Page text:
M. Brian Maple June 18, 2012 Many of the fundamental properties of metals are governed by electrons and their interactions. For example, a metal's ability to conduct an electrical current or whether it can be a permanent magnet is partially determined by how strongly electrons interact with each other. Some properties are particularly difficult to predict theoretically so one effective way to study these electronic phenomena is to make new materials and tune them by putting them in magnetic fields, squeezing them by applying pressure, and adding small concentrations of other elements. Some of the most interesting physical phenomena include superconductivity, a phenomenon wherein a material has zero electrical resistance and expels small magnetic fields when cooled below a material specific critical temperature, and heavy fermion behavior, in which electrons behave as if they were much more massive than typical electrons by factors of several hundred. Many of the materials that have been responsible for recent advances in physics and technology are multinary (consisting of three or more elements) rare earth and actinide compounds in which the localized (attached to a specific ion) d-and f-electrons are admixed with conduction electrons (free to move within the metal). Examples of such materials that were investigated in this research program include a unique correlated electron state in Ce1-xYbxCoIn5, enhancement of the mysterious "hidden order" phase boundary in the URu2-xFexSi2 system, development of a small magnetic signature indicative of an unconventional type of superconductivity in the systems Pr(Os1-xRux)4Sb12 and Pr1-yLayOs4Sb12, anisotropy of superconductivity and magnetism in LnFePO (Ln = La, Pr, and Nd) single crystals, multiple magnetic states in Yb2Co12P7, and unusual heavy fermion behavior in the ferromagnetic samarium compounds Sm2Fe12P7 and SmOs4Sb12. Our studies of the physics of strongly correlated electron systems impact science and engineering research in many beneficial ways. The physical properties of f-electron materials are measured as functions of temperature, magnetic field, applied pressure, and chemical substitution, yielding important clues that shed light on the underlying mechanisms of phenomena such as superconductivity. Unraveling what these various materials share in common and what aspects of their behavior are system specific will lead to basic scientific insights with important practical relevance to developing functional materials for technological applications. General studies of magnetism and superconductivity will likely continue to benefit substantially from this research, and increased understanding of these phenomena may help light the way toward technological advances such as more powerful permanent magnetic materials, denser magnetic storage media, high efficiency thermoelectric materials, and superconductors with yet higher values of the superconducting critical temperature and critical current density (the maximum amount of current per unit cross-sectional area a wire can carry and still remain superconducting).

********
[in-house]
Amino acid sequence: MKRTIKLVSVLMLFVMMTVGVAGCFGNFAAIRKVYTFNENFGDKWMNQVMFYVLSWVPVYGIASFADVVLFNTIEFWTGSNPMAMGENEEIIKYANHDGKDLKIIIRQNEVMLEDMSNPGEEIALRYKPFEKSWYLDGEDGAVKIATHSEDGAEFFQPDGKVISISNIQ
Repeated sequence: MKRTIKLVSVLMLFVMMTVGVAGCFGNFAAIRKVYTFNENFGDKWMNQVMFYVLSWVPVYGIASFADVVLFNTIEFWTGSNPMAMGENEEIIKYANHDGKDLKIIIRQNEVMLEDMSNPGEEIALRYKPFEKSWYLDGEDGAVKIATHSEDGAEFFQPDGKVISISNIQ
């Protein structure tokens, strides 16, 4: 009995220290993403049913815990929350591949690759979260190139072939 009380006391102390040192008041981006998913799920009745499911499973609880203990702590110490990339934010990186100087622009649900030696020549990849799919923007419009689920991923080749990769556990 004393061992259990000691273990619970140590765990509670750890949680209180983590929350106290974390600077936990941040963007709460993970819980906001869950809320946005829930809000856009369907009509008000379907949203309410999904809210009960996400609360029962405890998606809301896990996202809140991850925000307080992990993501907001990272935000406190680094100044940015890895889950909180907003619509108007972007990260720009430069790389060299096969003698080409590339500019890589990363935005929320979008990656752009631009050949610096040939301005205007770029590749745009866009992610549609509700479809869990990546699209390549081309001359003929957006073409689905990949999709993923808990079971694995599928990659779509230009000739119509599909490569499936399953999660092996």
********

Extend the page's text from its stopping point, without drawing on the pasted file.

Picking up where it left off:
National Science Foundation (NSF)
Division of Materials Research (DMR)
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Daniele Finotello
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University of California San Diego
La Jolla
United States